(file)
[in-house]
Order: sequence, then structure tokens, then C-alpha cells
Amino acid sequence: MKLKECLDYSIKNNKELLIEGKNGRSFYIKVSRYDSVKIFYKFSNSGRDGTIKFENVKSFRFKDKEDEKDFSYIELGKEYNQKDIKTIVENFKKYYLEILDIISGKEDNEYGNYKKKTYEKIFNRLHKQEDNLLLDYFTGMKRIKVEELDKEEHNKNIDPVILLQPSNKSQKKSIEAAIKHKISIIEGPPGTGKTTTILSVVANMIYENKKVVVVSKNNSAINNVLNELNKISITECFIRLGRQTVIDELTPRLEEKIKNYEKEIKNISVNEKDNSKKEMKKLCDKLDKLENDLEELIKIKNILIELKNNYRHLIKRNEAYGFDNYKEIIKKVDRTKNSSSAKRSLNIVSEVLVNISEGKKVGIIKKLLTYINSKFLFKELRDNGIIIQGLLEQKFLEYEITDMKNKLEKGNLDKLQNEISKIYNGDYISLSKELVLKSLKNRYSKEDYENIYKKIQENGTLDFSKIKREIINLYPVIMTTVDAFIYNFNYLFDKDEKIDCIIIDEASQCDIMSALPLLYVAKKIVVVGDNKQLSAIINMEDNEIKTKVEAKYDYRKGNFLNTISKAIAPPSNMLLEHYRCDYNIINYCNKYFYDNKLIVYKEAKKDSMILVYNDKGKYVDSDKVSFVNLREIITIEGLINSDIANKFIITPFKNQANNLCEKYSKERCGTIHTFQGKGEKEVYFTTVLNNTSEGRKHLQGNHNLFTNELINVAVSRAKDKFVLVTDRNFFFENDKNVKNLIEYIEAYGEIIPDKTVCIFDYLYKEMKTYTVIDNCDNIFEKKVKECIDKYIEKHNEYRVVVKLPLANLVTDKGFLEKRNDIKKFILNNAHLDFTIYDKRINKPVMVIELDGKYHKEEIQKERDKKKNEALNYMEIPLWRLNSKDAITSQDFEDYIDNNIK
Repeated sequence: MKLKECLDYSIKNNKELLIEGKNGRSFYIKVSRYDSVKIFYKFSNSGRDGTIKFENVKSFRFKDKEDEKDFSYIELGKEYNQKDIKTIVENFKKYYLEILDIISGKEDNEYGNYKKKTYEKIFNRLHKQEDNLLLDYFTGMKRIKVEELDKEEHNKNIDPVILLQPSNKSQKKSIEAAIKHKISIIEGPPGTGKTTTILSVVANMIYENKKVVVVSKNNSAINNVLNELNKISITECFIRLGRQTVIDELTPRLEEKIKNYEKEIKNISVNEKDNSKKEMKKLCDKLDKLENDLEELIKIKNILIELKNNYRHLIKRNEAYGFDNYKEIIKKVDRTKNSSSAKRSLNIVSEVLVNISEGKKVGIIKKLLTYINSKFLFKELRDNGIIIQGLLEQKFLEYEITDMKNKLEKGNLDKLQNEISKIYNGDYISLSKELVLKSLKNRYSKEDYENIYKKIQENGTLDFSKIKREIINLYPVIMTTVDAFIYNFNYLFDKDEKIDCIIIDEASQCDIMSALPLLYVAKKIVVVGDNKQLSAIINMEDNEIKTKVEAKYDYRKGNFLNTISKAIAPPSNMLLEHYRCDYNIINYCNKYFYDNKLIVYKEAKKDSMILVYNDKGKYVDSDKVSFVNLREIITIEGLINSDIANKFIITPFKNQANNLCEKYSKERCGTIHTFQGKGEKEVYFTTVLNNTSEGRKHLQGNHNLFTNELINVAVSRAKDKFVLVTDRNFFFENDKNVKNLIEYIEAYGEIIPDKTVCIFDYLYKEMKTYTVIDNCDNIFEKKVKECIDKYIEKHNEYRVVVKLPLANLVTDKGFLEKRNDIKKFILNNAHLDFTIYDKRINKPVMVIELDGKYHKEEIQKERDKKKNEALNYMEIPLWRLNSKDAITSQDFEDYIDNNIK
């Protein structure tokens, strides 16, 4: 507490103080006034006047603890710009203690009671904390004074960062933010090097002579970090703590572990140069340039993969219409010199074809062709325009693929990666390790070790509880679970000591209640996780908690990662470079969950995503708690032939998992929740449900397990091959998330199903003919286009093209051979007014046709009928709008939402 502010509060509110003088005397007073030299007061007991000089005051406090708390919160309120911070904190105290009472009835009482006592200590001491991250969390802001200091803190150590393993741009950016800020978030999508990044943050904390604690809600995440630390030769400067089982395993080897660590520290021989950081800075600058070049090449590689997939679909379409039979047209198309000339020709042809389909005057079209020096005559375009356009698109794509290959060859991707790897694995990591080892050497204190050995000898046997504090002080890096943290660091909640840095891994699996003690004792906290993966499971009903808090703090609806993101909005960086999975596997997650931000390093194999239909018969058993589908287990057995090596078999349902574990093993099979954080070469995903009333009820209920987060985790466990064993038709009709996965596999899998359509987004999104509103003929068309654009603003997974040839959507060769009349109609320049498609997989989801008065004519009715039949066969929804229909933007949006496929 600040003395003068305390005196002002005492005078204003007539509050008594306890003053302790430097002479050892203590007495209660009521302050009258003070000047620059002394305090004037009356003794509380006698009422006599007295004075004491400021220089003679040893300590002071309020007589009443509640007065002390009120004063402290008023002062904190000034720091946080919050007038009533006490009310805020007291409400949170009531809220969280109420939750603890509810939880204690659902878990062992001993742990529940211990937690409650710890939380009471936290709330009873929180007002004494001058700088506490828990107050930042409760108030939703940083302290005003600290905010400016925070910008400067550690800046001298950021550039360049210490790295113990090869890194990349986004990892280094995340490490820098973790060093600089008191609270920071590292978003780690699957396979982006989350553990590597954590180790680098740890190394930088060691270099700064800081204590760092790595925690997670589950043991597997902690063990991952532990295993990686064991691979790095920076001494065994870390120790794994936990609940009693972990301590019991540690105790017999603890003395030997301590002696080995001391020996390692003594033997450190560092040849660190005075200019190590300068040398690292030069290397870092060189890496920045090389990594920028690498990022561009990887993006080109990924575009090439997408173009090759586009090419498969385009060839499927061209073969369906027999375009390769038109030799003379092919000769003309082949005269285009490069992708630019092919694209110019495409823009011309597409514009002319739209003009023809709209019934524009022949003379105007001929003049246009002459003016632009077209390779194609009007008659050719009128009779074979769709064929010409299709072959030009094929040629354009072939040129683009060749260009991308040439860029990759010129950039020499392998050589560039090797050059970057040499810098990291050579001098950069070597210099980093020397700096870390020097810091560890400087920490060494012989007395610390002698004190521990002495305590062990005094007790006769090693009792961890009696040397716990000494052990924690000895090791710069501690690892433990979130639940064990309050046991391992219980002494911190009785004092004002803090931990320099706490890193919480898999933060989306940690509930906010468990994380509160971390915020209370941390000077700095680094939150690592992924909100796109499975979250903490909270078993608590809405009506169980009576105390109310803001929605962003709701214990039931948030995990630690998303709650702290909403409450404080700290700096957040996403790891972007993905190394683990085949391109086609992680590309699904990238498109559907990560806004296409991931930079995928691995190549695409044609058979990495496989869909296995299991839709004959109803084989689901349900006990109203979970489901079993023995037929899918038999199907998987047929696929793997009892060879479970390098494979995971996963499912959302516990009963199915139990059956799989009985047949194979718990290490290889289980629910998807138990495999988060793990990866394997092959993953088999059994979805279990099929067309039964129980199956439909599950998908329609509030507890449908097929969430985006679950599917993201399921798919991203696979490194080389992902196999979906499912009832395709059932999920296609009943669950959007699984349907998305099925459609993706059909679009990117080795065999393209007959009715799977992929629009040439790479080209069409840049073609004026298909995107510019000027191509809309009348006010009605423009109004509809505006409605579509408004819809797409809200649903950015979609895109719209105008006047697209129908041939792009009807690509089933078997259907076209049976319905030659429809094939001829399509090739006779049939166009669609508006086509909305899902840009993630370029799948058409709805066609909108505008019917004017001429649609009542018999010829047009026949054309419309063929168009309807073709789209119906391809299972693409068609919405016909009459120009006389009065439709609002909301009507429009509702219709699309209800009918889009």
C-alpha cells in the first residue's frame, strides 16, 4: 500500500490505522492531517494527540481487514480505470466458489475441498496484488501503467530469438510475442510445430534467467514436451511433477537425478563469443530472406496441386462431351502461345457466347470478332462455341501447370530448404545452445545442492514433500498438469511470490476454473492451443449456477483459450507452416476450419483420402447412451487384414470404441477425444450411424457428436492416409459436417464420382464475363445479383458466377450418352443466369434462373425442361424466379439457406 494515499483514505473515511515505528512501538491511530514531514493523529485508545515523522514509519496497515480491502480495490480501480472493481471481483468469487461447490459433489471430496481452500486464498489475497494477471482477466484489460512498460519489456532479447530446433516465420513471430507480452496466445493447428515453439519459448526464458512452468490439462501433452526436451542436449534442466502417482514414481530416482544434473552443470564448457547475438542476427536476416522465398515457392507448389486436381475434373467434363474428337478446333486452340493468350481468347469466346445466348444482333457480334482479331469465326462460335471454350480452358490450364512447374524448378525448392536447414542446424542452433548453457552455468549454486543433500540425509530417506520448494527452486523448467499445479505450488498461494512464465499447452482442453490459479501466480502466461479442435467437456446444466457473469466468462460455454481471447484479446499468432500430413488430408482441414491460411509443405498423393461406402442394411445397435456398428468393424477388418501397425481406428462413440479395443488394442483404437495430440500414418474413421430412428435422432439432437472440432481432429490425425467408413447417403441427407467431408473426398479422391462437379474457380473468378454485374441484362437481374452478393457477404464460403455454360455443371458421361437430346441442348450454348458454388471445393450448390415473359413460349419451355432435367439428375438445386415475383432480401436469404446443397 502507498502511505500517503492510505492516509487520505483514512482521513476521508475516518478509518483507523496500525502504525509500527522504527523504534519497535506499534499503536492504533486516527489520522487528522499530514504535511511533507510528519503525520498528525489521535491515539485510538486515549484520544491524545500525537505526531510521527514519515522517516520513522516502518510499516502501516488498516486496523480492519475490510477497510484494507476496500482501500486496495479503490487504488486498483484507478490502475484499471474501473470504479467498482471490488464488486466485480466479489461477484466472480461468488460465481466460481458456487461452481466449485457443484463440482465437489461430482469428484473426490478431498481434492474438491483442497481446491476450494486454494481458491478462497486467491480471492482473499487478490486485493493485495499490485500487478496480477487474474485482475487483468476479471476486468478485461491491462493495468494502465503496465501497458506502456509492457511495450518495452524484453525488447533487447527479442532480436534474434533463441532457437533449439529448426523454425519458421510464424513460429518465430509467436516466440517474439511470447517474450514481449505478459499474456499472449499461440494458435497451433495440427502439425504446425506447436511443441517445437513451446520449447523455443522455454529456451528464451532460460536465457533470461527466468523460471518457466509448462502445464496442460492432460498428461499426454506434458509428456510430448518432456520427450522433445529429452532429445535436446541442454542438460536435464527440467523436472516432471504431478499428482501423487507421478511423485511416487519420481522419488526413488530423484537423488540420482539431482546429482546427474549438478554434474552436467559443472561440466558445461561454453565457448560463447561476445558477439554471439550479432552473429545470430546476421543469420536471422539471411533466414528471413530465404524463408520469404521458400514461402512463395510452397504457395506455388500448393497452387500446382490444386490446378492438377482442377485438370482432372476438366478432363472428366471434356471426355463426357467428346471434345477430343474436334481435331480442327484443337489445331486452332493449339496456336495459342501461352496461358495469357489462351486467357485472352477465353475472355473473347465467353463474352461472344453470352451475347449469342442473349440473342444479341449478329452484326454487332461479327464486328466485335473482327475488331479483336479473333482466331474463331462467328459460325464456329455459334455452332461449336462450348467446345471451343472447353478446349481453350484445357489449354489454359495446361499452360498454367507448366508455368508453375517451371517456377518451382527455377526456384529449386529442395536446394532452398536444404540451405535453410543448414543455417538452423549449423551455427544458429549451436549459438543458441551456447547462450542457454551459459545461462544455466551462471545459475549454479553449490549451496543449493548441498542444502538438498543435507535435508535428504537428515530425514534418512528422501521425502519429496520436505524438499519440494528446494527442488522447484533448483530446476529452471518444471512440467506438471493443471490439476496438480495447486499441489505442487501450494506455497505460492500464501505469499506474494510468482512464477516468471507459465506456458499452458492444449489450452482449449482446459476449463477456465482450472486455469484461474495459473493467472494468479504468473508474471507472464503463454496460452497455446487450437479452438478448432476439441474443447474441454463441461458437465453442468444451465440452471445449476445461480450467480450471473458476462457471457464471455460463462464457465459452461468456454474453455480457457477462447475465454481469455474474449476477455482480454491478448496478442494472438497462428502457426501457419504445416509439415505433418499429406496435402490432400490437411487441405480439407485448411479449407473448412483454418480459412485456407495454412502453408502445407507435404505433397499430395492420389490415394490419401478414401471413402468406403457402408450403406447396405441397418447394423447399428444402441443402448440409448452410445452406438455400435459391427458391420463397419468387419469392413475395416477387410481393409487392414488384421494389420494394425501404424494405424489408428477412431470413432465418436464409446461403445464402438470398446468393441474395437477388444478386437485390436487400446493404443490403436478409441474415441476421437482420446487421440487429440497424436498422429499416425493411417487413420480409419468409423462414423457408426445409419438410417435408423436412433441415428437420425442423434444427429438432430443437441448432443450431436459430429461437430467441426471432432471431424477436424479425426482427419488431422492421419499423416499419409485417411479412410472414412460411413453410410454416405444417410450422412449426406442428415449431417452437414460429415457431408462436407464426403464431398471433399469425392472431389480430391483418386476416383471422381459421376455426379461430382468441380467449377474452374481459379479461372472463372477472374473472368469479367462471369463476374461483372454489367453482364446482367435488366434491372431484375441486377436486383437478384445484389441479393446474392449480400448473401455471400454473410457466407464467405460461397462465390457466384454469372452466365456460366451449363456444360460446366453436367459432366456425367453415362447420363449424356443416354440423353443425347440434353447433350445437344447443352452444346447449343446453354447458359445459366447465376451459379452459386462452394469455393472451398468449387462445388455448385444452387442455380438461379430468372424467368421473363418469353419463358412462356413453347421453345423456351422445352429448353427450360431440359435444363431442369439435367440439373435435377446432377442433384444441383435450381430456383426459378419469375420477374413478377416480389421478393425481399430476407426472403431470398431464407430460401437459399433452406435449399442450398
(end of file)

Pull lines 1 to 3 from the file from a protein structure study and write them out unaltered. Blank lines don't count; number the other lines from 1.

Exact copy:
[in-house]
Order: sequence, then structure tokens, then C-alpha cells
Amino acid sequence: MKLKECLDYSIKNNKELLIEGKNGRSFYIKVSRYDSVKIFYKFSNSGRDGTIKFENVKSFRFKDKEDEKDFSYIELGKEYNQKDIKTIVENFKKYYLEILDIISGKEDNEYGNYKKKTYEKIFNRLHKQEDNLLLDYFTGMKRIKVEELDKEEHNKNIDPVILLQPSNKSQKKSIEAAIKHKISIIEGPPGTGKTTTILSVVANMIYENKKVVVVSKNNSAINNVLNELNKISITECFIRLGRQTVIDELTPRLEEKIKNYEKEIKNISVNEKDNSKKEMKKLCDKLDKLENDLEELIKIKNILIELKNNYRHLIKRNEAYGFDNYKEIIKKVDRTKNSSSAKRSLNIVSEVLVNISEGKKVGIIKKLLTYINSKFLFKELRDNGIIIQGLLEQKFLEYEITDMKNKLEKGNLDKLQNEISKIYNGDYISLSKELVLKSLKNRYSKEDYENIYKKIQENGTLDFSKIKREIINLYPVIMTTVDAFIYNFNYLFDKDEKIDCIIIDEASQCDIMSALPLLYVAKKIVVVGDNKQLSAIINMEDNEIKTKVEAKYDYRKGNFLNTISKAIAPPSNMLLEHYRCDYNIINYCNKYFYDNKLIVYKEAKKDSMILVYNDKGKYVDSDKVSFVNLREIITIEGLINSDIANKFIITPFKNQANNLCEKYSKERCGTIHTFQGKGEKEVYFTTVLNNTSEGRKHLQGNHNLFTNELINVAVSRAKDKFVLVTDRNFFFENDKNVKNLIEYIEAYGEIIPDKTVCIFDYLYKEMKTYTVIDNCDNIFEKKVKECIDKYIEKHNEYRVVVKLPLANLVTDKGFLEKRNDIKKFILNNAHLDFTIYDKRINKPVMVIELDGKYHKEEIQKERDKKKNEALNYMEIPLWRLNSKDAITSQDFEDYIDNNIK